A decision by MSCI to delay the inclusion of Chinese A-shares in a key index could speed up liberalization of the market, says fund manager Victoria Mio.
MSCI said on 15 June that it would not include yuan-denominated China A-shares in its Emerging Markets Index, citing a few hurdles and risks to the free movement of capital. The group applauded the significant progress made so far by Chinese regulators, but said more needs to be done to meet MSCI’s global standards.
While the Chinese stock market authorities were disappointed by the decision, the silver lining is that it offers a golden opportunity to speed up the liberalization process on the mainland market, says Mio, portfolio manager of Robeco Chinese Equities.
“We think the delay of inclusion will actually encourage the regulators to improve the mechanisms,” she says. “The fact that many large international funds have already found ways to invest in A-shares should mean that the impact of this delay is relatively small.”
“Overall, the inclusion will depend on how China’s market liberalization progresses. China will continue to push forward with its financial market reforms. And the Chinese market is too big to be overlooked: the inclusion of Pakistan shows that inclusion does not depend on market size, but rather on the market’s condition and how open it is.”
The huge size of the Chinese stock market means the potential future inflows for investors able to freely buy them runs into hundreds of billions of dollars. If 5% of the A-share market is included in the index, it would mean inflows of USD 21 billion overnight. If 100% inclusion happens, potential inflows are estimated at USD 364 billion, or 18% of the free float market cap of the entire globalized index.
MSCI said there were two remaining obstacles to be addressed:
Stock suspensions for companies with volatile share prices have been particularly troublesome, and ‘circuit breakers’ designed to stop erratic trading dramatically failed in January, prompting a significant decline. Under QFII, foreign investors also face some restrictions to take money out of the yuan-denominated market, unlike the freely traded Hong Kong dollar H-share market. Chinese H-shares listed on the Hang Seng Index are currently included in the MSCI and other indices, accounting for 26% of the market’s weight.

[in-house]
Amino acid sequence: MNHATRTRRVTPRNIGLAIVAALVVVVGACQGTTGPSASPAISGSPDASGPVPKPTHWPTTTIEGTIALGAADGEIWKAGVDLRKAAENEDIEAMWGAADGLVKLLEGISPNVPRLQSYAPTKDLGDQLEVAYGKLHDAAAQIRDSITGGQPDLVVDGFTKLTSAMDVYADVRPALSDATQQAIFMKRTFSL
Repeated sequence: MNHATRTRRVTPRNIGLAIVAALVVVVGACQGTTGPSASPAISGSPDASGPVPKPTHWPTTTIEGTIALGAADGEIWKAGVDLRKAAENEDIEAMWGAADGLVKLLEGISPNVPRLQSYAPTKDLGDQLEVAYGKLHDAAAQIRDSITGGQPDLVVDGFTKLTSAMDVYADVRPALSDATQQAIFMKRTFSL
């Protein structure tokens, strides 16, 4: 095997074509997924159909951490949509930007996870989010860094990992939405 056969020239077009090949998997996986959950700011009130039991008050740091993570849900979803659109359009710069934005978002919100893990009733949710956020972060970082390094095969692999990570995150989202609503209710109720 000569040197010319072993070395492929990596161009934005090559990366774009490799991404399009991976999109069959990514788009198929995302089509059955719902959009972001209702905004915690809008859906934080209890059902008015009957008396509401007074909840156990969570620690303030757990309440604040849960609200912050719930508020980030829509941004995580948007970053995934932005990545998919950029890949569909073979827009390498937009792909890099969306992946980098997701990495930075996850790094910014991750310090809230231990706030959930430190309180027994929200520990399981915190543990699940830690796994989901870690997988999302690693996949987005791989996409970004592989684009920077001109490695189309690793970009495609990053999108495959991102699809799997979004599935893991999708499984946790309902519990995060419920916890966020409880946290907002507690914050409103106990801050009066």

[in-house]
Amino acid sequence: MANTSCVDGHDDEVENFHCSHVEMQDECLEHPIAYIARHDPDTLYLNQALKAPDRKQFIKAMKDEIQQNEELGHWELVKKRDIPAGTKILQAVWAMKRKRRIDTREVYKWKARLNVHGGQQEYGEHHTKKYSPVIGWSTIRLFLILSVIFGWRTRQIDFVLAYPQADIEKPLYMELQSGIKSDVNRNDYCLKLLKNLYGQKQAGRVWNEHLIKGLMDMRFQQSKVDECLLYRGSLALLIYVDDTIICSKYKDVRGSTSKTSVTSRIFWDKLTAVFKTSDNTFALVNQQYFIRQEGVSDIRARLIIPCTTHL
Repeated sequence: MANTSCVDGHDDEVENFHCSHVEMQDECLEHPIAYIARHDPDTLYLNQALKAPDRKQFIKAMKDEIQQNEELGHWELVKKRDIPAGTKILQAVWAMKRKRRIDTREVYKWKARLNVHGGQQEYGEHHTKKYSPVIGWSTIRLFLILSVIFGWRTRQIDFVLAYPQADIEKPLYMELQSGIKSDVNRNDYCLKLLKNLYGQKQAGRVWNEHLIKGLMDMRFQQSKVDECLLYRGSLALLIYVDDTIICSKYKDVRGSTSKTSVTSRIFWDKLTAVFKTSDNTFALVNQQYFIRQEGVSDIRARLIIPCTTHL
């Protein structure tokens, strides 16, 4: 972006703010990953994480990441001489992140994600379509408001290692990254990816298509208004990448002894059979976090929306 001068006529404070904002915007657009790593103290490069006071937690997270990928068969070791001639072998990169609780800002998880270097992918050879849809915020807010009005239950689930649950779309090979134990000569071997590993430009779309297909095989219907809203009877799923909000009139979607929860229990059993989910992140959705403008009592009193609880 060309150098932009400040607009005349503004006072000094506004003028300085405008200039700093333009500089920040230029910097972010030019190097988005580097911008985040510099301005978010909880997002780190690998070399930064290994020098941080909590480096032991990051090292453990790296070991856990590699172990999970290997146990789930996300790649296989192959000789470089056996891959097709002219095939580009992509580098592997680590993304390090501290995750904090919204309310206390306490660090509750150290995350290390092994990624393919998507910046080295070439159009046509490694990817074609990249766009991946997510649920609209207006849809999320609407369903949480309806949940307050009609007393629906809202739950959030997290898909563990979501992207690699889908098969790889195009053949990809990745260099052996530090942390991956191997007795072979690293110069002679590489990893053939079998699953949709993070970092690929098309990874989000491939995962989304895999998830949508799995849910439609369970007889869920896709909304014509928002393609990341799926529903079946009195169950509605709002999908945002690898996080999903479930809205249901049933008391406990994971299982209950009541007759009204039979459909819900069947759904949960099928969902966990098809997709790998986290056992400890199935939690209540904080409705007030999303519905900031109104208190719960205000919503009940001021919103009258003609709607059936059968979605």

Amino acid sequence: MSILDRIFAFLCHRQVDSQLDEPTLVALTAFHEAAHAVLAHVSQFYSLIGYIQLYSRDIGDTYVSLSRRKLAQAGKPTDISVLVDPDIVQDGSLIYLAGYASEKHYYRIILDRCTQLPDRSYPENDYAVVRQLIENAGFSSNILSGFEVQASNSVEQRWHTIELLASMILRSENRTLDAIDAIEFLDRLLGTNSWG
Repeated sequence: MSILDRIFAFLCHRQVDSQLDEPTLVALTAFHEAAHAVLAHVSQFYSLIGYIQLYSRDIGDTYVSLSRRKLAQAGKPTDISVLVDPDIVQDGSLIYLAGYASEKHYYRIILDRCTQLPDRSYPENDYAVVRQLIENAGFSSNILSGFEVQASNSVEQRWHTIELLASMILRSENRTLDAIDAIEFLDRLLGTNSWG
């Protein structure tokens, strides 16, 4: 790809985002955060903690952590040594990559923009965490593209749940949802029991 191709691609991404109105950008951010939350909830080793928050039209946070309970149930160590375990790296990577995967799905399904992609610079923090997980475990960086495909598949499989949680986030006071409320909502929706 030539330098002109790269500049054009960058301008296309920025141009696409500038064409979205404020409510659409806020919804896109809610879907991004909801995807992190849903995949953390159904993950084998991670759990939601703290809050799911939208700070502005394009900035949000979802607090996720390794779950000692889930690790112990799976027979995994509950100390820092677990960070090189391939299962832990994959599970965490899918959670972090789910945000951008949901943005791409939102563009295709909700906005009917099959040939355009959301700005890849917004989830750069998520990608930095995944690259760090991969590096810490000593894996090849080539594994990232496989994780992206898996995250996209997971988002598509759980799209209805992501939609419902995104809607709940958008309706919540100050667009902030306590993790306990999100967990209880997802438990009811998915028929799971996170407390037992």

However, MSCI was complimentary about the progress that China had made with market modernization so far. “There have been significant steps toward the eventual inclusion of China A shares in the MSCI Emerging Markets Index,” says Remy Briand, MSCI Managing Director and Global Head of Research of the New York-based group.
“They demonstrate a clear commitment by the Chinese authorities to bring the accessibility of the China A-shares market closer to international standards. We look forward to the continuation of policy momentum in addressing the remaining accessibility issues.”
MSCI said it would retain the China A-share inclusion proposal as part of the 2017 Market Classification Review, and it did not rule out a potential off-cycle announcement should further significant positive developments occur ahead of next June.
Mio says the experience of South Korea and Taiwan in trying to get into the index bodes well for China. It took Taiwan nine years and South Korea six years before their markets were fully included, and in South Korea’s case, an increased weight of stocks included directly followed liberalization of the country’s capital market.
“We think China may be a similar case to Korea to certain extent, as China’s capital market is not liberalized.” Says Mio. “But to be fair, the Chinese market in 2016 is actually more open than the Korean market before its first inclusion in 1992. Increased foreign ownership will lead market behavior to converge with that of global markets in the long run.”
Other countries were also affected by the MSCI review. The group said that Pakistan would be promoted to emerging markets status in May 2017, and that Argentina would be considered for promotion to this category in the June 2017 review. However, South Korea would not be included in next year’s review for promotion to developed markets status, due to restrictions on converting the Korean won and other domestic tradability problems.
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